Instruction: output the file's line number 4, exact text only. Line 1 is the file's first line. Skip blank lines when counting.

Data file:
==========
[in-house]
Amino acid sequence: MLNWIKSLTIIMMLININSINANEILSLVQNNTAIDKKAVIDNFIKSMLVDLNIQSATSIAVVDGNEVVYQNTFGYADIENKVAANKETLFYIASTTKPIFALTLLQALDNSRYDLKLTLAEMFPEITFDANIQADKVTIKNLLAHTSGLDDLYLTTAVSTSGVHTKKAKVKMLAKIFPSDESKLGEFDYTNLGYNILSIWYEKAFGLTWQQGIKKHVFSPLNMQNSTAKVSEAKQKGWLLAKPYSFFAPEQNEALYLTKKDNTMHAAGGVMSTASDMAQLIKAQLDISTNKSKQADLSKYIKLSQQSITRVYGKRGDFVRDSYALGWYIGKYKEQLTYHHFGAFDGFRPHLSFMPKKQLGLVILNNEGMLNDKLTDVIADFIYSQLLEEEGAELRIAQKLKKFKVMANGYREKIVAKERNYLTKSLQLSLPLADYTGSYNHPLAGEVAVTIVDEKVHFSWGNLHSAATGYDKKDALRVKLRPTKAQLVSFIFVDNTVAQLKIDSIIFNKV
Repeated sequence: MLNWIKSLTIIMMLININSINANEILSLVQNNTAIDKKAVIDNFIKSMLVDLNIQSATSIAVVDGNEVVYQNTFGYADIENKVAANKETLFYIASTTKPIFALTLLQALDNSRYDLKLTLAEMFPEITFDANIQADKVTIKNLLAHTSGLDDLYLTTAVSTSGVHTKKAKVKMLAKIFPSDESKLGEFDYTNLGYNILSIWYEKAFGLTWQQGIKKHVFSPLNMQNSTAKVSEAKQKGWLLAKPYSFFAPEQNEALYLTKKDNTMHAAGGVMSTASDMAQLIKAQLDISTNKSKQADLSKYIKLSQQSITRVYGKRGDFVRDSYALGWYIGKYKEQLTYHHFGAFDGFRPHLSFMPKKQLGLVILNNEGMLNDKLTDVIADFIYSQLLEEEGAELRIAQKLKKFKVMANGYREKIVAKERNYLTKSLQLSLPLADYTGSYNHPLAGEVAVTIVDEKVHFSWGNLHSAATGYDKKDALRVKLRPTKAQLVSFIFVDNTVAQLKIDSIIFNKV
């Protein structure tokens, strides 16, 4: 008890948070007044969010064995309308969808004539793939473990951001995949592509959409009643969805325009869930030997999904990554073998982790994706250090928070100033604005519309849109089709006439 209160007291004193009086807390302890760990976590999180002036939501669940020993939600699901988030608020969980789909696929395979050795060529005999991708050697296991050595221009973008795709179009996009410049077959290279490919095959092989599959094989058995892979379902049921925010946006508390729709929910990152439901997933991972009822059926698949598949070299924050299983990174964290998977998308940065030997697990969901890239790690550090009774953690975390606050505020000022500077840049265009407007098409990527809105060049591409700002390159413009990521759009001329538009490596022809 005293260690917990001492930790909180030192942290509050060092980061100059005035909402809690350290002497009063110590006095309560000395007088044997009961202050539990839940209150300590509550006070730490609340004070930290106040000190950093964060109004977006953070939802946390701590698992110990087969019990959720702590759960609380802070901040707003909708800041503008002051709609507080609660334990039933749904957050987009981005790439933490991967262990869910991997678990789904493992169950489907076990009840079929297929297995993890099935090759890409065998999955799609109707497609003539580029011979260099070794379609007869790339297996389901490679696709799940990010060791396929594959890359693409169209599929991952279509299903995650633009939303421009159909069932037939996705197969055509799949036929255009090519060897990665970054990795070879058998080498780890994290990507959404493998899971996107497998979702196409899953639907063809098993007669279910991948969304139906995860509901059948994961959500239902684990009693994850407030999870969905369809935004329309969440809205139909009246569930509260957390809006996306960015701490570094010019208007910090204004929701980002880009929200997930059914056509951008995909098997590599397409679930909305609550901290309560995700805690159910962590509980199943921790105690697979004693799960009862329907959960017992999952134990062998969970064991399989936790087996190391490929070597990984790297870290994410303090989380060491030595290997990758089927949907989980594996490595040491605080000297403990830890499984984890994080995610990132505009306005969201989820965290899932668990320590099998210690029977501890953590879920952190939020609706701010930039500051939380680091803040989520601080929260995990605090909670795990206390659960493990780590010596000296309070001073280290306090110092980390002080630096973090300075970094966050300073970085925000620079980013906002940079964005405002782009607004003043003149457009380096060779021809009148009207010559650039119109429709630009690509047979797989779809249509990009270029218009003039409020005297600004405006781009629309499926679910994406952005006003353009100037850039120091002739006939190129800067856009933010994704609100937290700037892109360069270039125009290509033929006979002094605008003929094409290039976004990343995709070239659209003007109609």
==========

């Protein structure tokens, strides 16, 4: 008890948070007044969010064995309308969808004539793939473990951001995949592509959409009643969805325009869930030997999904990554073998982790994706250090928070100033604005519309849109089709006439 209160007291004193009086807390302890760990976590999180002036939501669940020993939600699901988030608020969980789909696929395979050795060529005999991708050697296991050595221009973008795709179009996009410049077959290279490919095959092989599959094989058995892979379902049921925010946006508390729709929910990152439901997933991972009822059926698949598949070299924050299983990174964290998977998308940065030997697990969901890239790690550090009774953690975390606050505020000022500077840049265009407007098409990527809105060049591409700002390159413009990521759009001329538009490596022809 005293260690917990001492930790909180030192942290509050060092980061100059005035909402809690350290002497009063110590006095309560000395007088044997009961202050539990839940209150300590509550006070730490609340004070930290106040000190950093964060109004977006953070939802946390701590698992110990087969019990959720702590759960609380802070901040707003909708800041503008002051709609507080609660334990039933749904957050987009981005790439933490991967262990869910991997678990789904493992169950489907076990009840079929297929297995993890099935090759890409065998999955799609109707497609003539580029011979260099070794379609007869790339297996389901490679696709799940990010060791396929594959890359693409169209599929991952279509299903995650633009939303421009159909069932037939996705197969055509799949036929255009090519060897990665970054990795070879058998080498780890994290990507959404493998899971996107497998979702196409899953639907063809098993007669279910991948969304139906995860509901059948994961959500239902684990009693994850407030999870969905369809935004329309969440809205139909009246569930509260957390809006996306960015701490570094010019208007910090204004929701980002880009929200997930059914056509951008995909098997590599397409679930909305609550901290309560995700805690159910962590509980199943921790105690697979004693799960009862329907959960017992999952134990062998969970064991399989936790087996190391490929070597990984790297870290994410303090989380060491030595290997990758089927949907989980594996490595040491605080000297403990830890499984984890994080995610990132505009306005969201989820965290899932668990320590099998210690029977501890953590879920952190939020609706701010930039500051939380680091803040989520601080929260995990605090909670795990206390659960493990780590010596000296309070001073280290306090110092980390002080630096973090300075970094966050300073970085925000620079980013906002940079964005405002782009607004003043003149457009380096060779021809009148009207010559650039119109429709630009690509047979797989779809249509990009270029218009003039409020005297600004405006781009629309499926679910994406952005006003353009100037850039120091002739006939190129800067856009933010994704609100937290700037892109360069270039125009290509033929006979002094605008003929094409290039976004990343995709070239659209003007109609």